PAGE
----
One of their latest developments is the creation of the world’s first light therapy bowl. Although only in prototype form, for now, it is part of a project to help beat SAD. I find this a particularly interesting development, that they are experimenting with adding sight to their already well-known sound.
Unilever’s Magnum is another brand with a distinctive sound. The ice cream is instantly recognised today from the cracking as the model bites into the chocolate coating. This sound is used at the beginning and at the end of the ads; pity the music in between is somewhat irritating, at least to me!
Moving on to the tone of voice on social media, some of the best examples I’ve come across include:
Innocent: Would you be interested in following a Twitter account that posted about natural fruit drinks all day? Probably not, and Innocent Drinks clearly understands that. Instead of simply advertising its juice products, Innocent posts chuckle-inducing, highly relatable content. It comes across as Innocent being just a friend who is always coming out with random, yet spot-on observations of life. Who wouldn’t want to follow them on Twitter for this daily dose of fun?
Tiffany: This brand mixes product images with thoughtful commentary such as the example below. It continues its elegant, cool sophistication of its physical presence admirably. It also uses its signature colour in large blocks for instant recognition.
Old Spice: Having been successfully relaunched with its “Man your man could smell like” campaign, which was directed at females, it recently moved to a more irreverent and fun tone which is particularly appealing to younger men. At least that’s what I think because most of their new ads certainly don’t appeal to me! Let me know what I’m missing in the comments, please!
Smell is the only one of the five senses which connects with the right-hand side of the brain. This is where creativity, emotion and hunger are processed, and memories of pleasurable experiences are stored. Therefore smell is the sense which can trigger an impulse reaction.
Branding is about creating an emotional connection with users and therefore aroma is a powerful ally in doing this. There is little logic involved in impulse purchases! For this reason, aroma is being increasingly used to build brand recognition even further. It is a powerful yet subtle way to gain customer loyalty, especially in such industries as retail, hospitality, healthcare, finance or any enclosed environments. You find yourself feeling good in certain places without really knowing why.
Aroma is so powerful, that some brands have been created or relaunched using it as their USP. Think Herbal Essences as one example. It was originally launched as a single shampoo. But in the 1990s it was relaunched using commercials featuring women moaning with pleasure while using the product. The shampoos offered “a totally organic experience” thanks to their unique and luxurious perfumes.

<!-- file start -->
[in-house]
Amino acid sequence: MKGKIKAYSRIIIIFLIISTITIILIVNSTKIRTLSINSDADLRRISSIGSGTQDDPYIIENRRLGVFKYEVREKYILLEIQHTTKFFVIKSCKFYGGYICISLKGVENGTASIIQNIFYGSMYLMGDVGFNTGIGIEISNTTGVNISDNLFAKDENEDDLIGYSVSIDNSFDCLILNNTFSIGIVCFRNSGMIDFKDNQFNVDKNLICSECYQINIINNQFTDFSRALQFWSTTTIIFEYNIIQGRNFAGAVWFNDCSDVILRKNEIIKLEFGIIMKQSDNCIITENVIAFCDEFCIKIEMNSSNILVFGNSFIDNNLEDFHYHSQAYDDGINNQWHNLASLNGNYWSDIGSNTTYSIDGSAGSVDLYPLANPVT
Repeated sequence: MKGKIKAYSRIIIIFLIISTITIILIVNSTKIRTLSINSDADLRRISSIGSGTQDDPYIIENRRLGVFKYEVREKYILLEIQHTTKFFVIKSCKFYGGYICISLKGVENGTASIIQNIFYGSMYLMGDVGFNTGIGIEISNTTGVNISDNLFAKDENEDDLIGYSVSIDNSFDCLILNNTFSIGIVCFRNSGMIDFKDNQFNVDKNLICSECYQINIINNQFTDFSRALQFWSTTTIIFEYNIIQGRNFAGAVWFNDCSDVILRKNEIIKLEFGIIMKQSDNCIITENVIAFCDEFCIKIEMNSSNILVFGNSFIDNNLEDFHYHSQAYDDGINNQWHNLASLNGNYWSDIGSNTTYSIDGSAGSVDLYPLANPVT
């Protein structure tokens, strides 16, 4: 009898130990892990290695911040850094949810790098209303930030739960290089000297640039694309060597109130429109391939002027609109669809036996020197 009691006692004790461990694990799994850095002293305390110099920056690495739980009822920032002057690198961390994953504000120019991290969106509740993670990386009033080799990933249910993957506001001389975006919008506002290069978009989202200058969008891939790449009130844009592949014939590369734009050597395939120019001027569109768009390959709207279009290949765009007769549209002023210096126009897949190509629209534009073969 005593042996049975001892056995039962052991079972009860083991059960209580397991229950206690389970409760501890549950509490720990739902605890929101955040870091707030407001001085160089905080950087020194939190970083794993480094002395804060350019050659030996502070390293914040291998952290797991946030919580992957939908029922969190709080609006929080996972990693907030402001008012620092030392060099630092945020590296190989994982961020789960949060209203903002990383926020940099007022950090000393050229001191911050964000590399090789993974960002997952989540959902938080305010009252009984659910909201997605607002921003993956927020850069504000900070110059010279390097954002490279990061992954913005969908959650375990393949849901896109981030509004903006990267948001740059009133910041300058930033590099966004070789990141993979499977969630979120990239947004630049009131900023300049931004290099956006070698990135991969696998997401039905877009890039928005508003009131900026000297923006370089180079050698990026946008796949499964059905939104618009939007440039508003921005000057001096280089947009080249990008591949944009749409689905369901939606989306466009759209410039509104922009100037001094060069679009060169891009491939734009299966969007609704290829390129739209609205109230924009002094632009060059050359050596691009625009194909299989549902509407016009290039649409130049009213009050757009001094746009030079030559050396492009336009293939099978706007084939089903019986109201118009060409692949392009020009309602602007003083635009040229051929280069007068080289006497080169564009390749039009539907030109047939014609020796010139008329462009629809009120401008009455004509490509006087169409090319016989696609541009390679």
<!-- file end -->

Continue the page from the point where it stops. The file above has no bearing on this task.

Even if the groaning has gone away, the perfume of the shampoos remains the luxurious spirit of the brand, as shown in this latest commercial.
Colour and shape are important elements of recognition. But packaging goes way beyond this today. A pack can become a brand’s signature, whether through its unique form, touch or sound. Yes, a pack can have a sound too – see below.
When thinking shape, Coke obviously springs to mind first, but Toblerone chocolate, Perrier water and Pringles chips also have distinctive packs. Their success can be witnessed by the copy-cat look-alike packs that have been launched by competitors ever since. In some cases even the pack’s colour is similar, making brand identification on-shelf more of a challenge.
Unique forms have also become important in a number of industries as a way of combating market saturation or stagnation. These include cigarettes, candies, condiments and perfumes. In the later, product shape plays a vital role since the bottles are transparent and the majority are colourless too. Luxury can therefore only be suggested through the caps’ materials and the form of it as well as of the bottles.
Shape can also be used as a differentiator in providing additional benefits. Think about the Heinz Ketchup squeeze bottle or the pump dispensers offered on products from cosmetics to liquid hand wash.
Companies are paying more attention to the sound their products’ packaging makes too. There is the well-known clunk of a luxury car door (not sure if we would call it a pack!), but also of the lid closing on a Pantene shampoo bottle. The click of a pen cap or mascara wand when closed are studied and evaluated so that they give just the right sound for associations with luxury or safety.
Branding is becoming ever more challenging with the explosion of products and new product offers being launched each year. Therefore to stand out from the competition, a brand needs more elements to identify its image and personality.